The study of word grammatical structure and how words are created and modified within a given language’s lexicon is called morphology, a discipline of linguistics. The smallest meaningful unit of a word is called a morpheme, and morphology investigates how these units can be combined to make new words or different spellings of the same word.
For instance, the word “cats” is made up of two parts: cat, which designates a certain kind of furry four-legged animal, and -s, which denotes the existence of multiple such animals.
Most English words only contain one or two parts, but some technical words—like non-renewability, which contains at least five—can have many more (non-, re-, new, -abil, and -ity). However, in many languages, a single word might convey a meaning that would necessitate the use of an entire phrase in English.
But not all conceivable piece pairings exist. To return to the earlier example of cat and -s, we cannot put those two parts in the reverse order and still obtain the same result. In English, we do have a term called scat, but it does not imply “more than one cat” or contain the letters cat or -s; rather, it is a completely another word.
How English morphology is different from morphologies of other languages
English is a fairly straightforward language from the morphological point-of-view, other languages have much more intricate systems for modifying the forms of words. The classification system’s underlying assumption is that other languages behave somewhat differently. The creation of language family trees to demonstrate which present languages are descended from which previous ones and potentially even the ability to reconstruct lost languages piqued the interest of linguists in earlier generations. One method of classifying languages is based on their morphological structure.
This grouping typically consists of three classes.
- Isolating languages: An isolating language always uses the same words. Alternatively, because it is made up of free morphemes, there aren’t any morphemes that denote information like grammatical number (for example, plural) or tense (past, present, future). One such language is frequently used as an example: Mandarin Chinese (although some claim Vietnamese to be a better example).
- Agglutinative languages: Agglutinate is defined as “unite as with glue; (of language) join simple words without change of form to express compound ideas” in the English dictionary. Examples from textbooks are typically based on Swahili or Turkish.
- Inflecting languages: It is possible to divide words into smaller components and give each one a name in inflecting languages because the words do exhibit various forms. The end result is a confusing and inconsistent account, nevertheless. The majority of English undergraduates lack knowledge of the Latin grammatical case example, and the typical examples are based on Latin. For instance, amo is the Latin word for “I love.” This means that in addition to other connotations, the ending o can also represent first person (“I” or “us”), singular, present tense, and other meanings.
Types of Morphology
We have already learnt that morphemes are the minimal units of words that have a meaning and cannot be subdivided further. There are two main types of morphemes:
- Free Morphemes
- Bound Morphemes
Bound morphemes can only occur with another morpheme, but free morphemes can occur by themselves. “Bad” is an illustration of a free morpheme, and “ly” is an illustration of a bound morpheme. It is constrained because, despite having meaning, it cannot stand on its own. To create a word, it must be joined to another morpheme.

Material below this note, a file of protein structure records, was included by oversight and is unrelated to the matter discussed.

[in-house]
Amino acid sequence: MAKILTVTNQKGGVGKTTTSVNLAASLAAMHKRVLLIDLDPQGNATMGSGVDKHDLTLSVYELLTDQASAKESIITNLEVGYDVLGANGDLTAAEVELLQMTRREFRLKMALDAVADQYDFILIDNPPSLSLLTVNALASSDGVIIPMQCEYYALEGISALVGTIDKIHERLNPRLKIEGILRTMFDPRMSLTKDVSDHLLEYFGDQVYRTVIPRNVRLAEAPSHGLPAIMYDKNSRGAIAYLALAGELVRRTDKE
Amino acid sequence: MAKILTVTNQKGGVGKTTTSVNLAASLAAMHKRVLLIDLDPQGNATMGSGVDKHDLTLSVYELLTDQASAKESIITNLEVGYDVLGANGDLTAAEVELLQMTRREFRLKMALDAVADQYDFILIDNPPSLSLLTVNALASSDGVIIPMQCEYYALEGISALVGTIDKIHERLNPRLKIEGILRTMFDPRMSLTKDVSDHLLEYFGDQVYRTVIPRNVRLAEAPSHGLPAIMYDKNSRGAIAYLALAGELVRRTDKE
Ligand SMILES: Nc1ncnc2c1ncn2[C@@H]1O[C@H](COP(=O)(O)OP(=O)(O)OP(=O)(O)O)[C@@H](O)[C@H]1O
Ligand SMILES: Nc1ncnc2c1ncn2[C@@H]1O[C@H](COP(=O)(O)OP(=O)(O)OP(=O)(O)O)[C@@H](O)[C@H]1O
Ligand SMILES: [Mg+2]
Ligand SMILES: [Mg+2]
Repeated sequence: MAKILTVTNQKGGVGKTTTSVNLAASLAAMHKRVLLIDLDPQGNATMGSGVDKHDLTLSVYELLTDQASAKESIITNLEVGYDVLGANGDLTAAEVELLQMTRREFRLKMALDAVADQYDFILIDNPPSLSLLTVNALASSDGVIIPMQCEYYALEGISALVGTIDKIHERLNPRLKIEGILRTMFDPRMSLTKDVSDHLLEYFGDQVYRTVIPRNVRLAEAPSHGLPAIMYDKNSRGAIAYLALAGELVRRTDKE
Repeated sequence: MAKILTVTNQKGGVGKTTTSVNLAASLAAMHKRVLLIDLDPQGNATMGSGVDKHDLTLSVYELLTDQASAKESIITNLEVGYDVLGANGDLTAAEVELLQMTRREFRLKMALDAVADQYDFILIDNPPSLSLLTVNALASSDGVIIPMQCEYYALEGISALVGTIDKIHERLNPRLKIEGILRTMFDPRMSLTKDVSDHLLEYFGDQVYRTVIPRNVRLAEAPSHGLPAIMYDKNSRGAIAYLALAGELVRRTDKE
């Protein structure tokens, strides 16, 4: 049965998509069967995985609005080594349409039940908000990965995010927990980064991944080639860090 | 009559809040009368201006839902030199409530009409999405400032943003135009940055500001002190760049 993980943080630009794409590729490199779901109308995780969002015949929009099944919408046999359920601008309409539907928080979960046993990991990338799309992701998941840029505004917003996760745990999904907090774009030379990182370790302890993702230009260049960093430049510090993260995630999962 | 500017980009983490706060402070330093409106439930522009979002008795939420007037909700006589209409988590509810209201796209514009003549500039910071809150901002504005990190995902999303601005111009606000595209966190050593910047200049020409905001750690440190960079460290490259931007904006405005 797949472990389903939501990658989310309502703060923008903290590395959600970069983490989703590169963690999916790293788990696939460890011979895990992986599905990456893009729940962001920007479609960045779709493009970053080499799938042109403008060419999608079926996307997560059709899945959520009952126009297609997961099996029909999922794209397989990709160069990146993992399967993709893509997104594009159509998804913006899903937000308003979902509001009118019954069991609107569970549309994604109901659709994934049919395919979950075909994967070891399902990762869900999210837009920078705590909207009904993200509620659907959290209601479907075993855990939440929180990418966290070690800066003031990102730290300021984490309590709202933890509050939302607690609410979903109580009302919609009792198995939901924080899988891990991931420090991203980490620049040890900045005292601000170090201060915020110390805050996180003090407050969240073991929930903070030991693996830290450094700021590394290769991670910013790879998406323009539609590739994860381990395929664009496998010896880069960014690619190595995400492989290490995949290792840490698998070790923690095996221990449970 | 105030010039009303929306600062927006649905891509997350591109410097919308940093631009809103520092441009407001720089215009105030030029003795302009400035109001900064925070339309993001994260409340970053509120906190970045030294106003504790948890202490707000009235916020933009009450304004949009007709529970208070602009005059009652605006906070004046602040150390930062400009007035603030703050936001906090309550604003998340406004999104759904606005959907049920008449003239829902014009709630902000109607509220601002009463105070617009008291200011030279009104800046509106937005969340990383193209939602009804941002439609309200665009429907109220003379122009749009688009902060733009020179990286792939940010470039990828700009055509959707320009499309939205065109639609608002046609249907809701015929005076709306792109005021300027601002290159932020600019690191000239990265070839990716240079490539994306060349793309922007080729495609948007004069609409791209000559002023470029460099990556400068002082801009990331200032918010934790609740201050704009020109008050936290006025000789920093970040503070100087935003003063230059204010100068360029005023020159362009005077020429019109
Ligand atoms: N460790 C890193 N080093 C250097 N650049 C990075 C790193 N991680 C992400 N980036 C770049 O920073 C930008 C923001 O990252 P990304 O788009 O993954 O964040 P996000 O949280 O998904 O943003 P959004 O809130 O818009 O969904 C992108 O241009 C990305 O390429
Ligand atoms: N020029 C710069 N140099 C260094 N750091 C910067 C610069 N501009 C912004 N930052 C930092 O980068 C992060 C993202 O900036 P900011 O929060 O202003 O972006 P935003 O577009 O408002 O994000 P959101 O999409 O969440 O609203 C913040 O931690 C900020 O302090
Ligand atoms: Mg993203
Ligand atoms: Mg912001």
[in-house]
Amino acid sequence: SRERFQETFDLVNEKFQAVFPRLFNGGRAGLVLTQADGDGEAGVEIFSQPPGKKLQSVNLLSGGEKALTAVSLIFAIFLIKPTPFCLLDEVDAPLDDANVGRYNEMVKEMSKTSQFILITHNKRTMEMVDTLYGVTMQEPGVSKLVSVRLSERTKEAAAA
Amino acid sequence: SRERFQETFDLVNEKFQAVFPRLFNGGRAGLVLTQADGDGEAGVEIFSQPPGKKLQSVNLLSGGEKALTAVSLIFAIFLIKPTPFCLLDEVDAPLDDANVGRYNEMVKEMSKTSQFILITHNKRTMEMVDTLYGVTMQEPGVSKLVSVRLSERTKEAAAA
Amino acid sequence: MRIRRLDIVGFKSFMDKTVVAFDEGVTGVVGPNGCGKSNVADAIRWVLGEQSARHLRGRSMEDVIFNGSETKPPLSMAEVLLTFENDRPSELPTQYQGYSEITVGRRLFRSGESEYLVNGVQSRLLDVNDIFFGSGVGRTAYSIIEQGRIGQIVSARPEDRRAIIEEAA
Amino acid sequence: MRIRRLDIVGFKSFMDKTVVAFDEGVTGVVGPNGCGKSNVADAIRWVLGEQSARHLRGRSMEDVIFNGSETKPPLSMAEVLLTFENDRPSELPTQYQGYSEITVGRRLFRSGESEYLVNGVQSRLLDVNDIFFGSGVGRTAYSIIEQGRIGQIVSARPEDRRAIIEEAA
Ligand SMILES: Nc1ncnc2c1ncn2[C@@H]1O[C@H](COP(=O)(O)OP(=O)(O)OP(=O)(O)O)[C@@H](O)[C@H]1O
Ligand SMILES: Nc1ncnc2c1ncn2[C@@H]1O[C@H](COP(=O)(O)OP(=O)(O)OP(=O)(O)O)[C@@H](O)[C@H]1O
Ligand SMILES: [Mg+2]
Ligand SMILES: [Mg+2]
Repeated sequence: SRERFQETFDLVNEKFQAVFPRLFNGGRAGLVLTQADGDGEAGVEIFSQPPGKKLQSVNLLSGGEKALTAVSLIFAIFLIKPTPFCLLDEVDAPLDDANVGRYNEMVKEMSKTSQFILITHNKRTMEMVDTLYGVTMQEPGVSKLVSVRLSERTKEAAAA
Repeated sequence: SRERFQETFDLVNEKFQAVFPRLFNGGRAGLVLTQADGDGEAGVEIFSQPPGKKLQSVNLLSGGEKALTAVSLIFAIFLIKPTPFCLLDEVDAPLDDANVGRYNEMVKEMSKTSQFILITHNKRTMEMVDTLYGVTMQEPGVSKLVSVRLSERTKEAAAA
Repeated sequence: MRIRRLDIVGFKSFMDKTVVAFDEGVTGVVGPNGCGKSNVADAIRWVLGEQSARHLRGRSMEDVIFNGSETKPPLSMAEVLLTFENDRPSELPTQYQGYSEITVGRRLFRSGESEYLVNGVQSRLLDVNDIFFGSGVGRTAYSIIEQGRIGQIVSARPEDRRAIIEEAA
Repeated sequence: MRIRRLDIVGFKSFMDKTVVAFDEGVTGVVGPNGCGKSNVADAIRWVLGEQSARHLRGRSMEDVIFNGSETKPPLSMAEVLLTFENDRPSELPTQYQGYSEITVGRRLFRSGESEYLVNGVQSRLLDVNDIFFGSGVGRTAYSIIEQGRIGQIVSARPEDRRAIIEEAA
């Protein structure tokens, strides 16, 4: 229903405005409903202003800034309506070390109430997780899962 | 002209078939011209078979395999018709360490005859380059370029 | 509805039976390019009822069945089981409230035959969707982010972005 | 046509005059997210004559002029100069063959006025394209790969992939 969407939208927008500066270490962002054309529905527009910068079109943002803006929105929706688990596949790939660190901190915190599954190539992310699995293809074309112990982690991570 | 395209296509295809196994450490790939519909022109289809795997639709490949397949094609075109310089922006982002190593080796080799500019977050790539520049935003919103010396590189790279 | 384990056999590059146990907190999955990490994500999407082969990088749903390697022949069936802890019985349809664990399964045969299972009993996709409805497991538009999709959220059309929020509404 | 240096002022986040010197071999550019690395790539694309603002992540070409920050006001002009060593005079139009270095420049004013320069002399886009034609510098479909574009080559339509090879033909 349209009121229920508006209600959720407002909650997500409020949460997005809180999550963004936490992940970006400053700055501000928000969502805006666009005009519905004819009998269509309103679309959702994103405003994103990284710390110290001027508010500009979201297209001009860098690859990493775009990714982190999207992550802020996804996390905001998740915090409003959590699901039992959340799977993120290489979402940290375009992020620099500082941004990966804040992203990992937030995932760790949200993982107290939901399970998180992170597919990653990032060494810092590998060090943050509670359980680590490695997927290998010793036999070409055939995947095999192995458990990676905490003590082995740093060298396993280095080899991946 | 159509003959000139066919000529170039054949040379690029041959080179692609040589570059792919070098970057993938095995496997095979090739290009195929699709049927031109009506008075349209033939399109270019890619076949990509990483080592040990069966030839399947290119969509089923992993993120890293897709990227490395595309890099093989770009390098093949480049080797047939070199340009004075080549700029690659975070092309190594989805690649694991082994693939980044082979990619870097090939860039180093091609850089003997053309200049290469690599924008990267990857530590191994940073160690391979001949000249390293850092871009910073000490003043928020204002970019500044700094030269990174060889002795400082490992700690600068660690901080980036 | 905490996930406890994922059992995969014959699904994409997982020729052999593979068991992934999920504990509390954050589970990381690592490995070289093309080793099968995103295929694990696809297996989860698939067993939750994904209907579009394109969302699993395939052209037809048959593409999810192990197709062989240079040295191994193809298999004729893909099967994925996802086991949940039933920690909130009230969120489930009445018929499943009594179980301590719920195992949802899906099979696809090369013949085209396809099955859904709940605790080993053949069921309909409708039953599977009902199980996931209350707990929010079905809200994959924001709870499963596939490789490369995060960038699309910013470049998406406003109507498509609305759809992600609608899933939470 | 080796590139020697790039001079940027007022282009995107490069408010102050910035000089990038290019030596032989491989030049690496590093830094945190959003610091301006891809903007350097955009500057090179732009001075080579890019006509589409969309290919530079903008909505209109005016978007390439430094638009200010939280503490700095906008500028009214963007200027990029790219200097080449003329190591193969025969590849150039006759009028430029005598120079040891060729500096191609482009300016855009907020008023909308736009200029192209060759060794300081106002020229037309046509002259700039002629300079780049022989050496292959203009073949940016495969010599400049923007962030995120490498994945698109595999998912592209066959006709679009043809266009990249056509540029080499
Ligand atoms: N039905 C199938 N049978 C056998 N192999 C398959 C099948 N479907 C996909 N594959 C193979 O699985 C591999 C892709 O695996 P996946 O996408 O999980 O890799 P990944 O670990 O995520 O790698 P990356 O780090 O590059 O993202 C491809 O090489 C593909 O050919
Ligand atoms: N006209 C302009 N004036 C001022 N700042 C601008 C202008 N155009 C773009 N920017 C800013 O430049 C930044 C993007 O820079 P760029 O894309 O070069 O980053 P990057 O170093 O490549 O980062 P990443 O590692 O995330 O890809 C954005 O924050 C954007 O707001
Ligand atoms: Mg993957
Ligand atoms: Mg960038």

Free morpheme: bad
Bound morpheme: -ly
A free morpheme can be further divided into two types:
- Open Class
- Closed Class
There are two categories of words when we talk about them: lexical (or content) words and functional (or grammatical) words. Open class words refer to lexical terms like nouns, verbs, adjectives, and adverbs. To this group, new words can frequently be added. Conjunctions, prepositions, articles, and pronouns are considered function words or closed classes, and new words cannot (or are only very seldom added to this class).
A bound morpheme too can be further divided two types:
This group includes prefixes, suffixes, infixes, and circumfixes. Prefixes are added to the beginning of another morpheme, suffixes are added to the end, infixes are inserted into other morphemes, and circumfixes are attached to another morpheme at the beginning and end.
Following are examples of each of these:
Prefix: re- added to do produces redo
Suffix: -or added to edit produces editor
Infix: -um- added to fikas (strong) produces fumikas (to be strong) in Bontoc
Circumfix: ge- and -t to lieb (love) produces geliebt (loved) in German
There are two categories of affixes:
- Derivational affix
- Inflectional affix
The primary distinction between the two is that while inflectional affixes are added to the end of an existing word for purely grammatical reasons, derivational affixes are added to morphemes to create new words that may or may not share the same part of speech.
The other type of bound morphemes are called bound roots. These are morphemes (and not affixes) that must be attached to another morpheme and do not have a meaning of their own. Some examples are ‘ceive’ in perceive and ‘mit’ in submit.
Let us have a look at a few examples of morphology words:
- Book = book + s
- Painted = paint + ed
- Trainings = train + ing + s
- Tallest = tall + est
- Unbreakable = un + break + able